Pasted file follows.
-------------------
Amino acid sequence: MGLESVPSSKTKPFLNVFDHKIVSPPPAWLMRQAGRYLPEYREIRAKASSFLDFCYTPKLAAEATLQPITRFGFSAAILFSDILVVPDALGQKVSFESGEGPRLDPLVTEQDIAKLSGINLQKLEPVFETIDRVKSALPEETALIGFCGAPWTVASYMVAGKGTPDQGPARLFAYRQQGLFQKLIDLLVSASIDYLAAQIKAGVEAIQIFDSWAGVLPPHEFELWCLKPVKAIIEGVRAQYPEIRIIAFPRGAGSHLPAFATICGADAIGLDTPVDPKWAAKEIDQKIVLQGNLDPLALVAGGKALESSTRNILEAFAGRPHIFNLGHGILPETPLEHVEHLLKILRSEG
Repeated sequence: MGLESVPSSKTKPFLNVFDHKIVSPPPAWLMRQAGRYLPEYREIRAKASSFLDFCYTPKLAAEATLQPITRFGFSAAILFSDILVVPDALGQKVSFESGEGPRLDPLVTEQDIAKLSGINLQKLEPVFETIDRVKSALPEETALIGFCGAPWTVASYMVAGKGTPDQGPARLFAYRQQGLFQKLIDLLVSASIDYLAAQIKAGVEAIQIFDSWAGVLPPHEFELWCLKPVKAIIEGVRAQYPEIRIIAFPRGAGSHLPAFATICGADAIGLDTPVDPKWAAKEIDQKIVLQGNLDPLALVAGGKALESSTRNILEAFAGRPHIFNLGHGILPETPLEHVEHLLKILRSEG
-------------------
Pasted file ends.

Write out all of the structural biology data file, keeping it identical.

Amino acid sequence: MGLESVPSSKTKPFLNVFDHKIVSPPPAWLMRQAGRYLPEYREIRAKASSFLDFCYTPKLAAEATLQPITRFGFSAAILFSDILVVPDALGQKVSFESGEGPRLDPLVTEQDIAKLSGINLQKLEPVFETIDRVKSALPEETALIGFCGAPWTVASYMVAGKGTPDQGPARLFAYRQQGLFQKLIDLLVSASIDYLAAQIKAGVEAIQIFDSWAGVLPPHEFELWCLKPVKAIIEGVRAQYPEIRIIAFPRGAGSHLPAFATICGADAIGLDTPVDPKWAAKEIDQKIVLQGNLDPLALVAGGKALESSTRNILEAFAGRPHIFNLGHGILPETPLEHVEHLLKILRSEG
Repeated sequence: MGLESVPSSKTKPFLNVFDHKIVSPPPAWLMRQAGRYLPEYREIRAKASSFLDFCYTPKLAAEATLQPITRFGFSAAILFSDILVVPDALGQKVSFESGEGPRLDPLVTEQDIAKLSGINLQKLEPVFETIDRVKSALPEETALIGFCGAPWTVASYMVAGKGTPDQGPARLFAYRQQGLFQKLIDLLVSASIDYLAAQIKAGVEAIQIFDSWAGVLPPHEFELWCLKPVKAIIEGVRAQYPEIRIIAFPRGAGSHLPAFATICGADAIGLDTPVDPKWAAKEIDQKIVLQGNLDPLALVAGGKALESSTRNILEAFAGRPHIFNLGHGILPETPLEHVEHLLKILRSEG